ThoughtShades FrameWork

Essays, Themes, Opinions

Constructs, Practical Ideas, Applications

Poetry, Impression Writing

Sermons, Devotions

Personal Revelations, Illustrations

Viewpoint: Politics, Contemporary Issues, Editorials


Choice Offerings by Others

Powered by Squarespace
« Rules of Engagement | Main | Ambulance Chasers »

Therapeutic Nonsense

lightsentence.jpg Contemporary society torments itself with misguided theories about people who commit crimes and why they do it. Judges, whether motivated by false compassion, self-deprecating theories about societal responsibility, or simple fear of reprisal, hand down lenient sentences to the country’s criminals. These kinds of non-sentences toss the safety of the general population out the window while handling vicious and unrepentant criminals with kid gloves. We deplore murder, but pet the murderer. We decry rape, but sympathize with the rapist. Well-intentioned therapeutic strategies seek reform, but seldom, if ever, work.

“In Salt Lake City, when Glade James, distraught over a pending divorce, robbed at knife point a Little Caesar’s Pizza, a motel, and a Sinclair gas station, his attorney said it was a ‘cry for help,’ and he walked, sentenced to probation and therapy. In Boulder , CO , a schoolboy who sexually molested a younger girl student was sentenced to two years probation and therapy. In Fort Worth , TX , four drug offenders were sentenced to undergo acupuncture as experimental drug-abuse therapy. In Salt Lake City , again, Gregory Matthews robbed seven businesses at gunpoint and was sentenced to six months house arrest and therapy. In Ringwood , NJ , Jeffrey Van Dunk, now 16, was found guilty of raping a 15-year-old relative as she was baby sitting. He was sentenced to three years probation, 100 hours of community service and, of course, therapy.” ( Richard Grenier, The Washington Times, (6/19/98).

George Neumayr, in America ‘s Culture of Suicidal Softness, Human Events, 5/8/2006 , said, “’I love America . Nobody is responsible for what they do,’ says a Russian thug in the 2001 movie Fifteen Minutes. That comes to mind as I read about the verdict in the Moussaoui trial. America ‘s culture of suicidal softness and therapeutic nonsense — the same culture that made America so porous and lax before 9/11 — has saved one of al Qaeda’s co-conspirators from the death penalty.”

Despite these debacles, I still believe therapy can do much good. But therapy only works after a person’s heart changes, not before. Judges, counselors, social workers, therapists can exhaust all their theories, but nothing will appreciably alter a person’s life until he or she becomes subjected to the powerful, life-changing blood, Spirit and name of the Lord Jesus Christ. Gushy drivel about humanity’s natural goodness, self-esteem and “getting in touch with one’s feelings,” will never lead to true conversion. The born-again experience, alone, will do that.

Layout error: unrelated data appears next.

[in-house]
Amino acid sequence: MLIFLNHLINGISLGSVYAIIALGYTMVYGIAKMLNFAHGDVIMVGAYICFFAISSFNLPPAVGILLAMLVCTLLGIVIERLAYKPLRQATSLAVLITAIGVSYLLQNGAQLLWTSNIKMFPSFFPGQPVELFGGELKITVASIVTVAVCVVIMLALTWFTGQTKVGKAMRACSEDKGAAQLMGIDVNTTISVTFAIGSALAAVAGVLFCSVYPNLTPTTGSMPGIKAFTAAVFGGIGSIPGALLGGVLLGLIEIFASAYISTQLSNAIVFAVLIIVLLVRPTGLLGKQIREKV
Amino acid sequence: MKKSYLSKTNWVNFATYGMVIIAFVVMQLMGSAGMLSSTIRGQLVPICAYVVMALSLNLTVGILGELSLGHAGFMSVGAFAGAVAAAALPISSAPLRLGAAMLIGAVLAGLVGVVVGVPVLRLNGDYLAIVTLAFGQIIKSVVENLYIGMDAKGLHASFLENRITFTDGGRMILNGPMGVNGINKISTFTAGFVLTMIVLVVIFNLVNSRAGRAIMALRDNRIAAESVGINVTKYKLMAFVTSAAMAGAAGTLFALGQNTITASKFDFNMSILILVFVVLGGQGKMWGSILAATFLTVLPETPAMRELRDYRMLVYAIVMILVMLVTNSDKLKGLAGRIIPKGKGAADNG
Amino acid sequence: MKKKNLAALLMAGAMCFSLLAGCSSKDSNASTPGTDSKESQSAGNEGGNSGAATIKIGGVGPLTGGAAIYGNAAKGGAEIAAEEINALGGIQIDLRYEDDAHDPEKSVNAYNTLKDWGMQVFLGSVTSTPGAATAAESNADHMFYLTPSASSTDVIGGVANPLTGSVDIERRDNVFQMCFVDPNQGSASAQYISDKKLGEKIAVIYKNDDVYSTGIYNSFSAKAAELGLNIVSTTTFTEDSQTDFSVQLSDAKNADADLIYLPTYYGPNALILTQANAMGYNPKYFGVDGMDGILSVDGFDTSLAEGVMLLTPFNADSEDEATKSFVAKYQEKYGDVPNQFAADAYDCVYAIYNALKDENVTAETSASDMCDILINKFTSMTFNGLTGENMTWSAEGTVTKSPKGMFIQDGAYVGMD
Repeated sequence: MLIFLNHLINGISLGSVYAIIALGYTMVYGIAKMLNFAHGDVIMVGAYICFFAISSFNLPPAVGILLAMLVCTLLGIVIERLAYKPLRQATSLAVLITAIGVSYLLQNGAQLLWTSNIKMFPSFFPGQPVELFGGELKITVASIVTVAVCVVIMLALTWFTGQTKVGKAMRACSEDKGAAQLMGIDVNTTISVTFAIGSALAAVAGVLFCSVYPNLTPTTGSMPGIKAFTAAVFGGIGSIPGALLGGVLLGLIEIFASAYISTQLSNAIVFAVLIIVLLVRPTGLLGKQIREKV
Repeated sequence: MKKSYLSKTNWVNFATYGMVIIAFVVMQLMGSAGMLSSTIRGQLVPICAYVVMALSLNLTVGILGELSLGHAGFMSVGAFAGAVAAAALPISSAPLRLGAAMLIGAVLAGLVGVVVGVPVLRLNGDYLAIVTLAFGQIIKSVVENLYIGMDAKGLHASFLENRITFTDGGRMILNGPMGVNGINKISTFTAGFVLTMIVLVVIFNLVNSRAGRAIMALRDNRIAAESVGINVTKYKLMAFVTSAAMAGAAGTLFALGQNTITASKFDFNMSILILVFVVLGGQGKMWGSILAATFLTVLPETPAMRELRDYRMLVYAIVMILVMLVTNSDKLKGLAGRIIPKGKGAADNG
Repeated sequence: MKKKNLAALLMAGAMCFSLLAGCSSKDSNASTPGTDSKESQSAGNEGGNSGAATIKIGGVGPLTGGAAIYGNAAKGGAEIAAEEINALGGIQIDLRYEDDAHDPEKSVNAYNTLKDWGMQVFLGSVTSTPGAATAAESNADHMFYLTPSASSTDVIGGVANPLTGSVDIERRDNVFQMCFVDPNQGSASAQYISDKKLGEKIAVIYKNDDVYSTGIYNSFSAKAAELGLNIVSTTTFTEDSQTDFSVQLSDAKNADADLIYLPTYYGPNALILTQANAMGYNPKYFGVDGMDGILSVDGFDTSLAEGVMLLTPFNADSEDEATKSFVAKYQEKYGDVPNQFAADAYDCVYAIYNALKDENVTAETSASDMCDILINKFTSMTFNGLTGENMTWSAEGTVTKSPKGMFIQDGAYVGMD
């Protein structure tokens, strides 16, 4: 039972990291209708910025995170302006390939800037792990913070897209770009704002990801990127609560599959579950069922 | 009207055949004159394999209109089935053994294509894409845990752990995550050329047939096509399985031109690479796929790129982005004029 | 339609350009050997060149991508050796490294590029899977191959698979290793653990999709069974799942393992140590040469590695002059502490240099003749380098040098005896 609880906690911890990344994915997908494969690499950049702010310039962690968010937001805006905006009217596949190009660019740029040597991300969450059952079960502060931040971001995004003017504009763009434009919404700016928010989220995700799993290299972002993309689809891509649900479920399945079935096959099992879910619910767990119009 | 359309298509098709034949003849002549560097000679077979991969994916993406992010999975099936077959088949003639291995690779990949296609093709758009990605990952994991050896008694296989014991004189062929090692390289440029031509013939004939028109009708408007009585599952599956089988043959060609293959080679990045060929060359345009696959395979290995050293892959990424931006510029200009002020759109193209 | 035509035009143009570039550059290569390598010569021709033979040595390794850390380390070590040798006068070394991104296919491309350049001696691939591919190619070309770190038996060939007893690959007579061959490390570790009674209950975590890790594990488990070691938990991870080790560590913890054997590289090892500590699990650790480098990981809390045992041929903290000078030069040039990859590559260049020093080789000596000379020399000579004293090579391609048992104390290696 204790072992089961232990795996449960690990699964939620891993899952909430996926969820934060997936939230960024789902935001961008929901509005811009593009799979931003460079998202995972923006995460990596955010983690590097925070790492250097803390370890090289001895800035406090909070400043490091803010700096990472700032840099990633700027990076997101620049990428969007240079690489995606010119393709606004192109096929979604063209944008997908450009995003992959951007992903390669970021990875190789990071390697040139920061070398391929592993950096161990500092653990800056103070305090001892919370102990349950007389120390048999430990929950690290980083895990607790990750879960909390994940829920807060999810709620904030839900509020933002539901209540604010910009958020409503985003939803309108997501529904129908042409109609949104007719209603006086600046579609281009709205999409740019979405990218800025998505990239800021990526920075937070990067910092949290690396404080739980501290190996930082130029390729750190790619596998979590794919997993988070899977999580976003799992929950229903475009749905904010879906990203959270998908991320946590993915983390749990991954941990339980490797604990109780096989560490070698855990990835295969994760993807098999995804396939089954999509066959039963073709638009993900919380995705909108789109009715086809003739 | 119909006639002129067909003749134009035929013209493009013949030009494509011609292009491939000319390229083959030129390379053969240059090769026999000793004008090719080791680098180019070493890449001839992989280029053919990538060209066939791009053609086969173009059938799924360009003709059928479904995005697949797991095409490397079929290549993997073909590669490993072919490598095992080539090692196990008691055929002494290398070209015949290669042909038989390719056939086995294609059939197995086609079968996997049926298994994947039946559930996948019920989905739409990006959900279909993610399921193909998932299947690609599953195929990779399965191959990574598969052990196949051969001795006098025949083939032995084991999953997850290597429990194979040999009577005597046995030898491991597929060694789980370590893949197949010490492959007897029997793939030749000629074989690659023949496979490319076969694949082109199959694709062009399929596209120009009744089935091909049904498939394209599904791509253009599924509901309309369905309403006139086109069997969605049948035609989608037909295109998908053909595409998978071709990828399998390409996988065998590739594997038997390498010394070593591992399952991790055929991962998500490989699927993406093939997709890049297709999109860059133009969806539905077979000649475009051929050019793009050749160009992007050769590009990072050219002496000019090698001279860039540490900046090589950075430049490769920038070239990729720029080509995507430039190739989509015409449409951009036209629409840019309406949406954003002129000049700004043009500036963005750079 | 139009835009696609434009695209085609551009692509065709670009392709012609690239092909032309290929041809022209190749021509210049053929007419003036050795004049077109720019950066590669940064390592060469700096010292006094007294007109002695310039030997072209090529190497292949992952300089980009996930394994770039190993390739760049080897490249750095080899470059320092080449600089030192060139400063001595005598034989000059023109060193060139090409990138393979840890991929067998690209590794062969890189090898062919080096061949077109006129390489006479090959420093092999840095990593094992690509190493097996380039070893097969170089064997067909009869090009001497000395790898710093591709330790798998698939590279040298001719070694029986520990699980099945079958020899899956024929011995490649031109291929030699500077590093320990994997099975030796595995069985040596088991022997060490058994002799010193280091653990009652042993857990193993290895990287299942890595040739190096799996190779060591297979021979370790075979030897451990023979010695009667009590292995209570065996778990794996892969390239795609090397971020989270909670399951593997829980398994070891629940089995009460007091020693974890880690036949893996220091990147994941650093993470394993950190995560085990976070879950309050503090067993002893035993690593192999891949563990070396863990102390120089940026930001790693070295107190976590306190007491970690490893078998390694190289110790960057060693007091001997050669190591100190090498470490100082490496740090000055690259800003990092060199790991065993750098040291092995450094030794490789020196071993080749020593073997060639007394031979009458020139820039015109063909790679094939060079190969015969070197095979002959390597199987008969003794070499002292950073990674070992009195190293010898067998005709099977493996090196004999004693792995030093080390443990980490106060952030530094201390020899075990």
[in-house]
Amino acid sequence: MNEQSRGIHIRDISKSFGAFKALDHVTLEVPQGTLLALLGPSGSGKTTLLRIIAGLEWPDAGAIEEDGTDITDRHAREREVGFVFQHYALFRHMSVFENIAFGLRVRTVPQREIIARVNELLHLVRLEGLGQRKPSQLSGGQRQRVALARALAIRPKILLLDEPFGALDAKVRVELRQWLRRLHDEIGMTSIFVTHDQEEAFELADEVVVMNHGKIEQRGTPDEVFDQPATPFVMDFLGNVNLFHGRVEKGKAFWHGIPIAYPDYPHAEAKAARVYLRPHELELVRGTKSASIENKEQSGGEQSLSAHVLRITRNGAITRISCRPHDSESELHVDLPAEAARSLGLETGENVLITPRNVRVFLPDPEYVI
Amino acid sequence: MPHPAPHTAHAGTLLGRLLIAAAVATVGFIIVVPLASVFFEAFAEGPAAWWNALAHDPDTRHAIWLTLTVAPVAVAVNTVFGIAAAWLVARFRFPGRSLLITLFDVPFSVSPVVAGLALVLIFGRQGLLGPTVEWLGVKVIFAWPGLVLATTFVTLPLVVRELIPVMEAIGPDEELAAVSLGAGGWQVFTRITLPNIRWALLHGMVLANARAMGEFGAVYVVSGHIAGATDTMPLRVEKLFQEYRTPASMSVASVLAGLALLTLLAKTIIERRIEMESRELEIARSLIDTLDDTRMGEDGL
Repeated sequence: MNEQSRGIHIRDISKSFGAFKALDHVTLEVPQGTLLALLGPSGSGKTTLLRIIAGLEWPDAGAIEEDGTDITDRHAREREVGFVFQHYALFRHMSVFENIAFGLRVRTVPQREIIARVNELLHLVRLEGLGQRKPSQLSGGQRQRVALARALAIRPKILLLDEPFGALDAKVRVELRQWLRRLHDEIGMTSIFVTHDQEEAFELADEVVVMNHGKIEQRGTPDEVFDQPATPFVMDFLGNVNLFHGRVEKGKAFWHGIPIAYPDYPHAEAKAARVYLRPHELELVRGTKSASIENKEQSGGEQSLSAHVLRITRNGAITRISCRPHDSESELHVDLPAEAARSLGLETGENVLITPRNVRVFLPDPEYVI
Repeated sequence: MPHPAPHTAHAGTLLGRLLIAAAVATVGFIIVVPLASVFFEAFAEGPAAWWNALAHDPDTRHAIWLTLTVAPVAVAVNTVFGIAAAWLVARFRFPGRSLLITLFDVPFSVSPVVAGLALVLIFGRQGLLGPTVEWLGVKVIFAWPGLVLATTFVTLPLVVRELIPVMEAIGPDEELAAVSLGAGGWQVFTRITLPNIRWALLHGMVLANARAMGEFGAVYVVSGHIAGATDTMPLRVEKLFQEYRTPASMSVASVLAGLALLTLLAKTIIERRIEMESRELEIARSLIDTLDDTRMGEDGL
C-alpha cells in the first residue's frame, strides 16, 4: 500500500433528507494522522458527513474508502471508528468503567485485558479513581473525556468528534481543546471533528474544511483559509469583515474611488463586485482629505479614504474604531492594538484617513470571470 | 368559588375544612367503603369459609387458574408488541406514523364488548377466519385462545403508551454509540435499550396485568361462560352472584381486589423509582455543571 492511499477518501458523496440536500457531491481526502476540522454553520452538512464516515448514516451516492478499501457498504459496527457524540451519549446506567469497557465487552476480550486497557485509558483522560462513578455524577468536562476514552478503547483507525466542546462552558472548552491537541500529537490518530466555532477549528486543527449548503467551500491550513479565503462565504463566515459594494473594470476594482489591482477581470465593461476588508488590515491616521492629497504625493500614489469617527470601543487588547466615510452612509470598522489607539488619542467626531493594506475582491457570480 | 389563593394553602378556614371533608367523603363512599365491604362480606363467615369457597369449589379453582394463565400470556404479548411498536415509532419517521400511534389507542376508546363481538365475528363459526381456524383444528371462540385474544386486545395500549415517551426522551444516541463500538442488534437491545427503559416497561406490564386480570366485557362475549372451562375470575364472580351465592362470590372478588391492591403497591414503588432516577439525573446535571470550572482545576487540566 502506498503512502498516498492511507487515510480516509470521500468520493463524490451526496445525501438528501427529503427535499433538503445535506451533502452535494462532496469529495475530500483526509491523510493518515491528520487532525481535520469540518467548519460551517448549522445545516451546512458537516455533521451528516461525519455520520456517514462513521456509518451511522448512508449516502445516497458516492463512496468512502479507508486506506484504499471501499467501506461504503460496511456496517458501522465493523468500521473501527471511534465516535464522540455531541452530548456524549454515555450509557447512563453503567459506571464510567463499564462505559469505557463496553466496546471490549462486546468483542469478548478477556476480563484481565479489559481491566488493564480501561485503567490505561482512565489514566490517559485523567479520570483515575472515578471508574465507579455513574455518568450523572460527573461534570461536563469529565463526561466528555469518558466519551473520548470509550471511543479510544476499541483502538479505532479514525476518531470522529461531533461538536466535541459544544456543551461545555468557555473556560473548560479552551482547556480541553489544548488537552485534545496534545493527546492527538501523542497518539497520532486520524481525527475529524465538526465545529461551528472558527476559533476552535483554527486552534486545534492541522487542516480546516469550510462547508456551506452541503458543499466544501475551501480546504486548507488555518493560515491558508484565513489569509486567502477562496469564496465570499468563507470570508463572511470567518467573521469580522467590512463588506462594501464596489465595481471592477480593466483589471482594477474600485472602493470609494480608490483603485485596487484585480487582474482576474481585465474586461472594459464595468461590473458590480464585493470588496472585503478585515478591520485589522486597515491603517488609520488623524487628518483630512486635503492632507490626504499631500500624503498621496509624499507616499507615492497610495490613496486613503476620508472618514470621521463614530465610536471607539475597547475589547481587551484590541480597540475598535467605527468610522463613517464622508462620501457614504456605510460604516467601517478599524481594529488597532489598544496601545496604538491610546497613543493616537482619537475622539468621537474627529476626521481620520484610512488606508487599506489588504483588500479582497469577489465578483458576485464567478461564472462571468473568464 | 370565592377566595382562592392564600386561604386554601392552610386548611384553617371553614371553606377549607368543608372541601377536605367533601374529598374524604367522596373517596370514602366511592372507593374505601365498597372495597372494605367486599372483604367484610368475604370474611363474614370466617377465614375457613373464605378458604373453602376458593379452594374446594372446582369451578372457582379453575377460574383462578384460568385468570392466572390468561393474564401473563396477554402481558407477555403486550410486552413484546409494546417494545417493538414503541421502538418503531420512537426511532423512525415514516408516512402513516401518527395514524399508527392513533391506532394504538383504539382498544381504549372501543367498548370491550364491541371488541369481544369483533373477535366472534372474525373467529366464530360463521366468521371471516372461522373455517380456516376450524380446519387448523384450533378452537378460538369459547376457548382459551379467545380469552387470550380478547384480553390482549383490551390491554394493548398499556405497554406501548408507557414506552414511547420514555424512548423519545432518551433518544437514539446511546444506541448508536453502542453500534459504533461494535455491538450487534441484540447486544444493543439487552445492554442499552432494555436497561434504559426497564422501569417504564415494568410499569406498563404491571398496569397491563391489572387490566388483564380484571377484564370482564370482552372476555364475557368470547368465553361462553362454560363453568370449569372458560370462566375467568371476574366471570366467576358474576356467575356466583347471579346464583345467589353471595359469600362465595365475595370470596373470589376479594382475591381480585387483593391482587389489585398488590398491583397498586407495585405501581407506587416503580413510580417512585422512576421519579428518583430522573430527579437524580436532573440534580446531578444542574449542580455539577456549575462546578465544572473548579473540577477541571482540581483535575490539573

Repentance opens the door to conversion. A person must grasp at least three things, however, in order to repent: 1) knowledge of right and wrong, 2) guilt, 3) self-responsibility. Without this understanding, he will never repent.

Knowledge of right and wrong. We’re not talking about being productive or non-productive. Not good, better and best. Not acceptable or unacceptable behavior. We’re talking absolutes. Wrong is evil, sinful and morally corrupt. Wrong violates God’s laws, transgresses God’s commands and must be acknowledged.

Guilt. Any lawbreaker must feel badly that he committed wrongdoing. Guilt means that one doesn’t laugh at his sin and show no regard toward those who suffer pain and loss as a result of his actions.

Self-responsibility. Circumstances must never shoulder the blame or responsibility for sin. Neither must the wrongdoing of others excuse anyone from sinful behavior. The guilty person must look himself in the eye and accept full responsibility for wrong actions.

The truly repentant person says, “I know the difference between right and wrong. I am guilty for my sin and no one but me can be blamed.” From that point, he can ask God for forgiveness and enjoy the complete new birth experience. Any therapy that seeks to bypass the crucial process of repentance builds on a false premise.

Grenier concludes his piece by saying, “My own long-held feeling that all this [therapy] is the result of a decline in religious faith, the erosion of belief in the guidance of a higher authority leaving us now with only the untrammeled self…The real issue is not really the harm that misguided educational or criminal-justice policies can do to society but, rather, the harm that society does to itself by holding up no higher standard of behavior than the uninhibited self.”

PrintView Printer Friendly Version

EmailEmail Article to Friend

Reader Comments

There are no comments for this journal entry. To create a new comment, use the form below.

PostPost a New Comment

Enter your information below to add a new comment.
Author Email (optional):
Author URL (optional):
Some HTML allowed: <a href="" title=""> <abbr title=""> <acronym title=""> <b> <blockquote cite=""> <code> <em> <i> <strike> <strong>